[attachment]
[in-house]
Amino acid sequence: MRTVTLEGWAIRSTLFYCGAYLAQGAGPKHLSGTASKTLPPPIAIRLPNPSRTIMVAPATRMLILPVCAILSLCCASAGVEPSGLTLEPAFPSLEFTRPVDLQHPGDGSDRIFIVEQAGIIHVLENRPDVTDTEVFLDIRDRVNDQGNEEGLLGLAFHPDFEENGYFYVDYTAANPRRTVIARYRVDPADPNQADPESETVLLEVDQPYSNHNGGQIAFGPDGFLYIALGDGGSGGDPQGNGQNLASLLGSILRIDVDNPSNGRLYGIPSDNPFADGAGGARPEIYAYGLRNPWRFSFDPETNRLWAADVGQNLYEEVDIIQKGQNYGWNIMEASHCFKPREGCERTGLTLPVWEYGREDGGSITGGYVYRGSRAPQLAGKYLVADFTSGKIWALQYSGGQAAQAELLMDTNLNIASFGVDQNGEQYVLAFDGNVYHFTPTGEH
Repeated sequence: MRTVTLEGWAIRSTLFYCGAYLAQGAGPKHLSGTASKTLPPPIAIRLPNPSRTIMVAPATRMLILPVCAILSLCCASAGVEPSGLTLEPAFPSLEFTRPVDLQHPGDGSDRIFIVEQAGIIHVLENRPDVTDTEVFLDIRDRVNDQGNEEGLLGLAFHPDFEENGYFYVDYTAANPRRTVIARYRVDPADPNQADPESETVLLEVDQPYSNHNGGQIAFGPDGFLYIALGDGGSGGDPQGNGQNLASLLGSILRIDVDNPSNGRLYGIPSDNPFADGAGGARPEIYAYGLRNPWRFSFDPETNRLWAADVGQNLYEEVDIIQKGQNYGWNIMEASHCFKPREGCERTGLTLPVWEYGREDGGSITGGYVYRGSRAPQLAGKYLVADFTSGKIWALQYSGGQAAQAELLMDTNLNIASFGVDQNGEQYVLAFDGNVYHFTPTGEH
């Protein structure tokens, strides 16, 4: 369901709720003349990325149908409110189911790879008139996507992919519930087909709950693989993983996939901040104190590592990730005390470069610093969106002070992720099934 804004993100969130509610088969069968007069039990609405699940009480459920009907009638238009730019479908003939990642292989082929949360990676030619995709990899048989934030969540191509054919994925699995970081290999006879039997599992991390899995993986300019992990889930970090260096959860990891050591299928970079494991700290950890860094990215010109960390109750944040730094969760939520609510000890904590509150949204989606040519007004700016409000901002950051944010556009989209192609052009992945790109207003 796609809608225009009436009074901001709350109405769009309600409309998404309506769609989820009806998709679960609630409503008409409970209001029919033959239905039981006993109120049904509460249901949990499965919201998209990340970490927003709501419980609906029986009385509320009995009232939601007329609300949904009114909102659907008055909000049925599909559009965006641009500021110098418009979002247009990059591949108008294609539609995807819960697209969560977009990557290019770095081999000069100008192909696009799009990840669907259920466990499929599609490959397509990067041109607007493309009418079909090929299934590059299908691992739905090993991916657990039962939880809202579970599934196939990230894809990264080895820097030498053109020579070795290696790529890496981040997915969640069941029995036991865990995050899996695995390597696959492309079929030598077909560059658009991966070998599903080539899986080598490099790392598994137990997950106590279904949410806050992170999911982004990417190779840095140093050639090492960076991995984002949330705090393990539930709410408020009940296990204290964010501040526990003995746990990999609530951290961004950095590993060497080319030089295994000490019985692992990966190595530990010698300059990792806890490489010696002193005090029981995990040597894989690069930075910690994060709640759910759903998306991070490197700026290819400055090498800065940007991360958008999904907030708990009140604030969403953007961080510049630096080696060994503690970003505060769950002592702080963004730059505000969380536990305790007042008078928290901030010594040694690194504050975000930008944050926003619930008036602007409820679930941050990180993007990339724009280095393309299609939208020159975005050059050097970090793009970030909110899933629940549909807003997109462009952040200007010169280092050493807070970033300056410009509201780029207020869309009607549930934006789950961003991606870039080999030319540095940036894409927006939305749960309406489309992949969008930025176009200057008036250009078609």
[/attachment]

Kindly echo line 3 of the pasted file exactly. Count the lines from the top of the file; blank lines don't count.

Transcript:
Repeated sequence: MRTVTLEGWAIRSTLFYCGAYLAQGAGPKHLSGTASKTLPPPIAIRLPNPSRTIMVAPATRMLILPVCAILSLCCASAGVEPSGLTLEPAFPSLEFTRPVDLQHPGDGSDRIFIVEQAGIIHVLENRPDVTDTEVFLDIRDRVNDQGNEEGLLGLAFHPDFEENGYFYVDYTAANPRRTVIARYRVDPADPNQADPESETVLLEVDQPYSNHNGGQIAFGPDGFLYIALGDGGSGGDPQGNGQNLASLLGSILRIDVDNPSNGRLYGIPSDNPFADGAGGARPEIYAYGLRNPWRFSFDPETNRLWAADVGQNLYEEVDIIQKGQNYGWNIMEASHCFKPREGCERTGLTLPVWEYGREDGGSITGGYVYRGSRAPQLAGKYLVADFTSGKIWALQYSGGQAAQAELLMDTNLNIASFGVDQNGEQYVLAFDGNVYHFTPTGEH